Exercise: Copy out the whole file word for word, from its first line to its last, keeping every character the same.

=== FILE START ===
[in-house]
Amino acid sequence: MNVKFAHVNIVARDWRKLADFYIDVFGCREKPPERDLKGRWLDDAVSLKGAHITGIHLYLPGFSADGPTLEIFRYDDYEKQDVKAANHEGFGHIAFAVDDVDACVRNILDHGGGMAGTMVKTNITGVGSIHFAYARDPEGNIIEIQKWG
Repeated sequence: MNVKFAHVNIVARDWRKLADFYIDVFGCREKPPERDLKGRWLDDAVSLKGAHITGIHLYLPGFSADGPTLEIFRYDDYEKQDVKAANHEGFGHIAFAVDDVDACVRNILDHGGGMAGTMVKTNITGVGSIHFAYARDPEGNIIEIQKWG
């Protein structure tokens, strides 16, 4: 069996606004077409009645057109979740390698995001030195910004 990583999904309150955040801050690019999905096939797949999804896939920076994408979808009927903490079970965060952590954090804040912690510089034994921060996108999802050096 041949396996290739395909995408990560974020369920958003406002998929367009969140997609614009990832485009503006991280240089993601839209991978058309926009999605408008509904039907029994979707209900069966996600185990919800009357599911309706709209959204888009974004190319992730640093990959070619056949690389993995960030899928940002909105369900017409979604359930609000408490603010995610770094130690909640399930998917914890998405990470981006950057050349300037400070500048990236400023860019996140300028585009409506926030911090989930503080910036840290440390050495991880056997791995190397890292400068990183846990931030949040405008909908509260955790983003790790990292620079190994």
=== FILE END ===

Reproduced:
[in-house]
Amino acid sequence: MNVKFAHVNIVARDWRKLADFYIDVFGCREKPPERDLKGRWLDDAVSLKGAHITGIHLYLPGFSADGPTLEIFRYDDYEKQDVKAANHEGFGHIAFAVDDVDACVRNILDHGGGMAGTMVKTNITGVGSIHFAYARDPEGNIIEIQKWG
Repeated sequence: MNVKFAHVNIVARDWRKLADFYIDVFGCREKPPERDLKGRWLDDAVSLKGAHITGIHLYLPGFSADGPTLEIFRYDDYEKQDVKAANHEGFGHIAFAVDDVDACVRNILDHGGGMAGTMVKTNITGVGSIHFAYARDPEGNIIEIQKWG
């Protein structure tokens, strides 16, 4: 069996606004077409009645057109979740390698995001030195910004 990583999904309150955040801050690019999905096939797949999804896939920076994408979808009927903490079970965060952590954090804040912690510089034994921060996108999802050096 041949396996290739395909995408990560974020369920958003406002998929367009969140997609614009990832485009503006991280240089993601839209991978058309926009999605408008509904039907029994979707209900069966996600185990919800009357599911309706709209959204888009974004190319992730640093990959070619056949690389993995960030899928940002909105369900017409979604359930609000408490603010995610770094130690909640399930998917914890998405990470981006950057050349300037400070500048990236400023860019996140300028585009409506926030911090989930503080910036840290440390050495991880056997791995190397890292400068990183846990931030949040405008909908509260955790983003790790990292620079190994």